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Cities, Jordan School District meet to stave off a split

Published July 15, 2014 10:28 am

Board responds to list of member cities' demands, including personnel issues, in attempt to keep the district together.
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Four other cities are considering joining South Jordan in asking the Jordan School District to change its ways, in hopes of avoiding a possible district split.

And it appears the Jordan district has already made at least one change, announcing to employees that Deputy Superintendent Burke Jolley will leave the district.

Board vice president Susan Pulsipher said Monday she could not comment on whether Jolley's exit has anything to do with threats from South Jordan City of splitting from the district. But South Jordan has asked for personnel changes among other things as it considers splitting, and South Jordan Mayor David Alvord said Monday several of the council members wanted Jolley out.



Jolley declined to comment Monday about his exit, though the district announcement said it was by mutual agreement. His contract is not up until June 2015.

Pulsipher said she she couldn't comment Monday on whether the district will have to buy out the rest of his contract. Jolley has been with the district for 16 years.

Changing personnel is just one of a number of actions the City of South Jordan has requested the district do. City leaders handed the district a list of requests earlier this month, to be responded to by the end of July — in time for the city to decide whether to place the question of a split on the November ballot.

City leaders feel the district hasn't kept pace with the city's rapid growth. City Council members are also awaiting the results of a feasibility study looking into a possible split before making a decision about putting the question before voters.

On Monday, leaders of South Jordan, along with the mayors of four other cities and lawmakers, met with district board members to talk about that list of requests. The mayors of the other cities are considering signing a memorandum of understanding based on those requests in hopes of avoiding a split.

Alvord, of South Jordan, said Monday that if the cities and district board can agree on the requests — ultimately in the form of an interlocal agreement — South Jordan might stop the split talk.

Signing the memorandum of understanding would be a precursor to signing an interlocal agreement.

"This would really help us work out an agreement that would put South Jordan in a position where we wouldn't be interested in putting [a split] on the ballot," Alvord said of the memorandum.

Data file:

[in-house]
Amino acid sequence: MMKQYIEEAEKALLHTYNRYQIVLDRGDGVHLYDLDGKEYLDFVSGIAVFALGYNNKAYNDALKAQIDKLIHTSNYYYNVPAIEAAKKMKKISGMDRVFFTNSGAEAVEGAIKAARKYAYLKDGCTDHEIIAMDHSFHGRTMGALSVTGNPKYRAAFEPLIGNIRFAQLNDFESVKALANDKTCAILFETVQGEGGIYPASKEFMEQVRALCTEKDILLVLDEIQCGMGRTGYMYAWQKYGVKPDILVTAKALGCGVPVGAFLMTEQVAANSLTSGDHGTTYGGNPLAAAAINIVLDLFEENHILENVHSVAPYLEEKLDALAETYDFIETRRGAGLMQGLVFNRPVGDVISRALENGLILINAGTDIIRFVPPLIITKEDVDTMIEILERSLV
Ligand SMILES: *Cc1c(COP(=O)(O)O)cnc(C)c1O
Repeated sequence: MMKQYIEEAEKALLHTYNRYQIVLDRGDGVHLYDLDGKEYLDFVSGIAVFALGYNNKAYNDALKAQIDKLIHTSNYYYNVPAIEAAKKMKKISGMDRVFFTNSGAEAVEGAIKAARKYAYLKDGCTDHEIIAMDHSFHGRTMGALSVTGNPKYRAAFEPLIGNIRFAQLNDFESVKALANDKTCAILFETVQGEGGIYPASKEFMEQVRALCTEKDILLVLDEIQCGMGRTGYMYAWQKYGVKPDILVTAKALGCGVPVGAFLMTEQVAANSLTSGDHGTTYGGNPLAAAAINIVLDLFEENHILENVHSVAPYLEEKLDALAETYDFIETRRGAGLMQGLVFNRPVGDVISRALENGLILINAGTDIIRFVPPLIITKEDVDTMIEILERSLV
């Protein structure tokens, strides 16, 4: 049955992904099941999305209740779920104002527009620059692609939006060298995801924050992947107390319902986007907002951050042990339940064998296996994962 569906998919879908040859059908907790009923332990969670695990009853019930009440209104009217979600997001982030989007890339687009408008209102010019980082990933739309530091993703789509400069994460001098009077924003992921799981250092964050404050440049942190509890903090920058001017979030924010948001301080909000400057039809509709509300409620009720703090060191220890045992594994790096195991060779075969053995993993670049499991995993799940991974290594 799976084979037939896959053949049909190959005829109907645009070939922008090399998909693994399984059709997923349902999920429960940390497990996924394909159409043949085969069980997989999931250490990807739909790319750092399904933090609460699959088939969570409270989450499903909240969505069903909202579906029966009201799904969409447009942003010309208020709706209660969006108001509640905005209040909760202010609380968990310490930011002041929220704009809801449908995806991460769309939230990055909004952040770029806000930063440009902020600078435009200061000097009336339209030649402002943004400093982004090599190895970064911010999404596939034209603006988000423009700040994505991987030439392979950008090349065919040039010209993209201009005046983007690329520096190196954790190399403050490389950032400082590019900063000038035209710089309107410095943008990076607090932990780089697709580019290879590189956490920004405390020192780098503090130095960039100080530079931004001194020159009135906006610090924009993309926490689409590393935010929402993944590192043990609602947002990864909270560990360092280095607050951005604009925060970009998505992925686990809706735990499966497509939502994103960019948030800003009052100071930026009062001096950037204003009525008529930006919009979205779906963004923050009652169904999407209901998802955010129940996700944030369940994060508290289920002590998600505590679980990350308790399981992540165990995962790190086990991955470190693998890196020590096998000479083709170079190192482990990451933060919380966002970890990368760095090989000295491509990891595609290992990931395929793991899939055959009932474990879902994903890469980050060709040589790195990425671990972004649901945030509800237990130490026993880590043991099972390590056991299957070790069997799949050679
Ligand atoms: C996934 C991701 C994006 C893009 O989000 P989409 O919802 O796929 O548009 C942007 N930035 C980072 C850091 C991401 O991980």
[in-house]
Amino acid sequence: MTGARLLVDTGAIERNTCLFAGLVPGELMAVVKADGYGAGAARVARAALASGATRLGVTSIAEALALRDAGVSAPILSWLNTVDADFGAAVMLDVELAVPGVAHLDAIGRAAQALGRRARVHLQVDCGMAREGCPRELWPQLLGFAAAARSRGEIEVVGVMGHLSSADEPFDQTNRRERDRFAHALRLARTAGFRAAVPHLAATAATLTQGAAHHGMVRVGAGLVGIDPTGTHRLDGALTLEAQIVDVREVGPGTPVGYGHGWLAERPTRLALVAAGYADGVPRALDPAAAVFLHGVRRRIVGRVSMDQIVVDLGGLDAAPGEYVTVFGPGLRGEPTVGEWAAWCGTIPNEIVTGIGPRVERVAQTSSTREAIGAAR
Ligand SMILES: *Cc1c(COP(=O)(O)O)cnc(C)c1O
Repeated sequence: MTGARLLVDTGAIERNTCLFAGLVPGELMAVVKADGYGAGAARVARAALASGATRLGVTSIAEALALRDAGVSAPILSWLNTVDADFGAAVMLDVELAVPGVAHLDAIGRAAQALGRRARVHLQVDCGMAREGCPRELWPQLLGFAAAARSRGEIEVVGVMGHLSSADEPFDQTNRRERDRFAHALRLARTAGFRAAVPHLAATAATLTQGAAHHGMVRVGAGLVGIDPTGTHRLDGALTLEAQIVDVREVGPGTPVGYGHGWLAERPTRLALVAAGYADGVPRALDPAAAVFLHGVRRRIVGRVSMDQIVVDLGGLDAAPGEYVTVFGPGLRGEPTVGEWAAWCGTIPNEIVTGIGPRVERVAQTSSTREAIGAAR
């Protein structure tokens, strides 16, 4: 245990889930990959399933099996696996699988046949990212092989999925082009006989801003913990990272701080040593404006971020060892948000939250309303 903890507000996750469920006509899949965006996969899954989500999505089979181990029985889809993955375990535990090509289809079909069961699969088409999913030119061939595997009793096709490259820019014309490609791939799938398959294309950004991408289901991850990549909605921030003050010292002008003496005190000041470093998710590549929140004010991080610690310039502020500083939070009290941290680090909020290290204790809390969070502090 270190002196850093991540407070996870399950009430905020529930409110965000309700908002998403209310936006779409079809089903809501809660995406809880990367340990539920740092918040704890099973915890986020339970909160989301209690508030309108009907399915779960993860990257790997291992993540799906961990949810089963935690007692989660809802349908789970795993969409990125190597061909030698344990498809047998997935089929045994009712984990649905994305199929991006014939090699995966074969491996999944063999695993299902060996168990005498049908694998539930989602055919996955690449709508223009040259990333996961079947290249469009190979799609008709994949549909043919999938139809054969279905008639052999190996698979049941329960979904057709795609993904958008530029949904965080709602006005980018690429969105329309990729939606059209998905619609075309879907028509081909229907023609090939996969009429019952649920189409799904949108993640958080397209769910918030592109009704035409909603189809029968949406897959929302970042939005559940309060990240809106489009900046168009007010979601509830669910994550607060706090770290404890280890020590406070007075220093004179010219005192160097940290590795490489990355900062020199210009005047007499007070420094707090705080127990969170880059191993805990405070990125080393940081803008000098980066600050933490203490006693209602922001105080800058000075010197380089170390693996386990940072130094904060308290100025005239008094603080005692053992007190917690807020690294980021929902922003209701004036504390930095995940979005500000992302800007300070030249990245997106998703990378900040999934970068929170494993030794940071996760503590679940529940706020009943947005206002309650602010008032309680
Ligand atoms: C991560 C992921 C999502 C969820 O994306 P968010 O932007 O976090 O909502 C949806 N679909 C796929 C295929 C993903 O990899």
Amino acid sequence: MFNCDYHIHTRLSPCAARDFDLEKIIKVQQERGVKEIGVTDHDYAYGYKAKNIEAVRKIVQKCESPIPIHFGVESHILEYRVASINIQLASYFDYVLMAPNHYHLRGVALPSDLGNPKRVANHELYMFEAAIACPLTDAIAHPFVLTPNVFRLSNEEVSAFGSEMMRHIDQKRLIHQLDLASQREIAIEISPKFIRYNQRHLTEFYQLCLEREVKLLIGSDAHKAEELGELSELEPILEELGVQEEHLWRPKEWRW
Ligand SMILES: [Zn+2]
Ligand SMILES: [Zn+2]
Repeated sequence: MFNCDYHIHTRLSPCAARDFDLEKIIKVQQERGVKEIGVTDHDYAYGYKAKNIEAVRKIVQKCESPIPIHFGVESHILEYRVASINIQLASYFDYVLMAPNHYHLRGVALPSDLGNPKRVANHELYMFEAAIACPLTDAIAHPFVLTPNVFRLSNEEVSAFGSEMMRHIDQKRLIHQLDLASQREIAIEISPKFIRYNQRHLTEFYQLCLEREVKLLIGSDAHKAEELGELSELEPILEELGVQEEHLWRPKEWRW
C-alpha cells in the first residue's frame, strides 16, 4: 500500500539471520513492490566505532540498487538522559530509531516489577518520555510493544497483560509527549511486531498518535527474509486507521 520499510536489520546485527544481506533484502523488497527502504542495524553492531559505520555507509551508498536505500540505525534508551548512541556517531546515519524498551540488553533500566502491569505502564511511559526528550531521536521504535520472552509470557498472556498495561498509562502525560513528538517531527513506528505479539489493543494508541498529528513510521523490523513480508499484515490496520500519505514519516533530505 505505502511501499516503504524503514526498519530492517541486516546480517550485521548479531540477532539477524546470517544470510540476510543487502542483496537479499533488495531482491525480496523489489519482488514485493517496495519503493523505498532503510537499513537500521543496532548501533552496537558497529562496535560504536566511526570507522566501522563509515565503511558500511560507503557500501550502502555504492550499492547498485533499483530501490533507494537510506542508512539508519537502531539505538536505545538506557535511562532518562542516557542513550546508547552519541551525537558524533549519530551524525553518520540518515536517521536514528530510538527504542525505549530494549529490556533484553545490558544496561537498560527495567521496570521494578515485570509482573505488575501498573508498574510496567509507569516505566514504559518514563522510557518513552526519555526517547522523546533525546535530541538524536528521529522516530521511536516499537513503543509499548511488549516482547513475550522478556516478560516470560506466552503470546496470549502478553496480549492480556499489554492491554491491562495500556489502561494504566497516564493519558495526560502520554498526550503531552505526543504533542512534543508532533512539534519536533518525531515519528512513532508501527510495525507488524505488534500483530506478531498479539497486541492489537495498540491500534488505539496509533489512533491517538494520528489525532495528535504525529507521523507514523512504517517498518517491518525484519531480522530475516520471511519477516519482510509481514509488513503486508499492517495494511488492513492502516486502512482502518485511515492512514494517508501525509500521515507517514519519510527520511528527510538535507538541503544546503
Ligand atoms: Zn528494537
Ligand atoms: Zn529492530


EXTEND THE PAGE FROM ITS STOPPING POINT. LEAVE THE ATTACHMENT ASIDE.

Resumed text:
The memorandum includes a number of requests, largely aimed at increasing the cities' roles and involvement in district decisions.

For example, the memorandum would have the district board submit to the cities a five-year plan describing construction and remodeling of schools. It also asks the board to examine and evaluate all its nonschool properties and report back to the cities.

The group that met Monday made it through the four-page list of requests but not without argument.

Jordan board member Kayleen Whitelock, for example, opposed a part of the agreement that would have required the district to get approval from the cities before making changes to its five-year building plan.

"[Voters] elected us to oversee the district, not for the cities to then oversee us, and personally, some of the verbiage in this is a little offensive to me," Whitelock said. That line was struck from the memorandum.

Pulsipher also told the mayors that they need to trust that the district is changing.

"We cannot move into the future if you treat us like we're still in the past," she said.

And Rep. Jim Bird, R-West Jordan, called the memorandum a "one-way street" with Jordan being asked to make all the changes. He said if he were asked to sign it, he'd "tear it up and walk out of the room."

Riverton Mayor Bill Applegarth, however, said the memorandum was meant as a starting point, not a final document.

South Jordan City Councilman Mark Seethaler said changes are needed to improve communication between the cities and district.

"We as a city have been told to butt out of the school district's business on more than one occasion," Seethaler said. "That should not happen."

Herriman Mayor Carmen Freeman said, "I am 120 percent convinced we can build these buildings, we can remodel them, much cheaper than what we're doing."

Voters recently defeated a proposed $495 million Jordan bond.

Rep. Rich Cunningham, R-South Jordan, said it's vital to avoid another split. He said he has not heard from one voter in South Jordan in favor of a split.

"We've already lived through one mess," Cunningham said. "We don't need a second one or a third one."

In 2007, voters on the east side of the Jordan School District voted to split over concerns that the east-side's needs weren't being met, among other issues. The east-side went on to form the Canyons District.

That split cost taxpayers across Salt Lake County tens of millions of dollars after the Legislature passed a law resulting in other county districts having to shift money to Jordan to help it make up for revenue losses.

Most of the mayors and Pulsipher left Monday's meeting saying they hope to sign the memorandum after running it by other leaders and lawyers in coming weeks.

 

 

 

 

 

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